It’s time for another Indian 101 class! To learn more about this series, visit my Indian Cooking 101 page.
Whole Spices vs. Ground Spices
When it comes to spices, I prefer to buy whole spices and grind them myself using an inexpensive coffee or spice grinder. Whole spices last longer and maintain their flavor longer than pre-ground spices. They’re also cheaper to purchase when you buy in bulk. That said, using ground spices can reduce prep time and if you use them regularly and continue to re-stock, then you don’t have to worry as much about the loss of flavor.
Once you stock your kitchen with whole spices, they should last you a while.
People often mistake Indian food for being a complicated cuisine. I think part of the reason for this myth is due to the long list of unfamiliar ingredients that accompany most recipes. Once you familiarize yourself with the ingredients, you’ll be set to cook any Indian dish!
I’ve created an Indian Cooking section in my blog’s shop that you can check out. You can find a lot of what’s listed below in the shop.
Gather Spices before Cooking
When it comes to cooking Indian cuisine, read through the recipe once before starting. Gather all of the spices together in a small bowl, so that when the instructions call for them, you’re not searching for several jars of spices at once. Prepping the ingredients beforehand can save you a lot of time and stress when it comes to preparing a meal. It can also help keep spices from burning.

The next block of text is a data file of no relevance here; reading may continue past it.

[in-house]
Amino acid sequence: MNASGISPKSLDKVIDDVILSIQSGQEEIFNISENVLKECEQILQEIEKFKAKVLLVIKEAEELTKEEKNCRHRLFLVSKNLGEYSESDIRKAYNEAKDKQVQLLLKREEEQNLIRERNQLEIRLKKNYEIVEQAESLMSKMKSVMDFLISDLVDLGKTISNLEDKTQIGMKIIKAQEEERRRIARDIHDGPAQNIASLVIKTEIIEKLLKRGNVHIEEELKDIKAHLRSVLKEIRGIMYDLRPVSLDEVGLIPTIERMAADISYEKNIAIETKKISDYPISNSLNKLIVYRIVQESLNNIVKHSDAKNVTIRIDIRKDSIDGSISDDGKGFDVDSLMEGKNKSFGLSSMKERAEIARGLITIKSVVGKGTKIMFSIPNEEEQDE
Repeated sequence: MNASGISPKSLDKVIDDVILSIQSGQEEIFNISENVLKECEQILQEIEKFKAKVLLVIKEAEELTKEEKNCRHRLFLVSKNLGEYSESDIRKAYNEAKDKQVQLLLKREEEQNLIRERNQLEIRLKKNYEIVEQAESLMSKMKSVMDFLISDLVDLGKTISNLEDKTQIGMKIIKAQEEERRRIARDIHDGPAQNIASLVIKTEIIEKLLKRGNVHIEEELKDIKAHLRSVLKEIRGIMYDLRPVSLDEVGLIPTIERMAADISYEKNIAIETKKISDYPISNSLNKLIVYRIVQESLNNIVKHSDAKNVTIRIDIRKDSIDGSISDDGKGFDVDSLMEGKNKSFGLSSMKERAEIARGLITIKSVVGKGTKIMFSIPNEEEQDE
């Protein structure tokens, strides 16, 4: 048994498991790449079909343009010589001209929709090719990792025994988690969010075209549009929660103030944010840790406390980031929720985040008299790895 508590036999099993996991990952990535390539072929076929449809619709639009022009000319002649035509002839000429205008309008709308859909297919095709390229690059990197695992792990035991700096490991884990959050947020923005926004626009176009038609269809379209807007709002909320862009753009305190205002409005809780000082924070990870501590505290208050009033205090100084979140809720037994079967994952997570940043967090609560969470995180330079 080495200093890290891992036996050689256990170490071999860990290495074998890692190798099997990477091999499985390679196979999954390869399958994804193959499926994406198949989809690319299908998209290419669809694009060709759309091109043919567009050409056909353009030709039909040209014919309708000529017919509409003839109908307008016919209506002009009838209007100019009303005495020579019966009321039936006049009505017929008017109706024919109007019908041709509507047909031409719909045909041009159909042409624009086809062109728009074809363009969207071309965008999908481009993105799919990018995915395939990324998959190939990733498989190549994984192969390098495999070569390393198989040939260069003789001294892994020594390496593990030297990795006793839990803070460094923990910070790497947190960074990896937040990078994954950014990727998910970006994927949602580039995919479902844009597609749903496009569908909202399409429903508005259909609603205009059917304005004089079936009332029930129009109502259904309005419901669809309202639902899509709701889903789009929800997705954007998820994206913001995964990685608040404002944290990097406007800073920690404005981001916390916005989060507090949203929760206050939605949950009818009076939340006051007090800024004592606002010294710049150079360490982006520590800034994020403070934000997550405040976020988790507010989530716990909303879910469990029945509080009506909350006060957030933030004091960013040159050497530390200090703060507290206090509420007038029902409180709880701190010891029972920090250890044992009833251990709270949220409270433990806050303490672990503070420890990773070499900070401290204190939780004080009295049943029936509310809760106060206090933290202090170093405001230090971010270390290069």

An Overview of Indian Spices
This is by no means an exhaustive list of all of the spices used in Indian Cooking. If I forgot to list a spice that you’d like to know more about, just leave me a comment! Also, these are in alphabetical order, not in the order of what’s used most.
Black Cardamom: this is larger than green cardamom and not as commonly used. It has a potent smoky aroma, use sparingly.
Black Salt (Kala Namak): This pinkish-grey salt has a pungent, sulfurous flavor. It’s a spice that’s often used in chutneys and chaat.
Brown/Black Mustard Seeds: Brown/Black mustard seeds are commonly used in Indian cooking and are more intense than yellow mustard seeds. Brown or black mustard seeds are typically first cooked in hot oil, until they begin to pop or splutter. They are pungent, slightly spicy and nutty.
Cardamom: Cardamom is warm, floral and very aromatic. It’s one of my favorite spices to use in sweets and also in savory dishes.
Cloves: Cloves have a uniquely sweet and warm aroma, making them perfect for both sweet and savory dishes.
Coriander: Unlike cilantro leaves, coriander seeds are mild in flavor. Even if you’re a cilantro hater, give the seeds a chance. I find that coriander seeds to be sweet and nutty with subtle notes of lemon.
Cumin Seeds: Cumin, a member of the parsley family, and has an earthy and smoky flavor. By first dry roasting the seeds in a cast iron skillet, you can intensify this flavor.
Curry Leaves: Curry leaves are from a plant and they provide dishes with a unique smoky and citrus-like flavor and aroma. You can find fresh curry leaves at most Indian grocery stores, or on amazon. I typically store extra leaves in a ziplock bag in my freezer and use them as needed. (See my blog post on curry leaves vs. curry powder).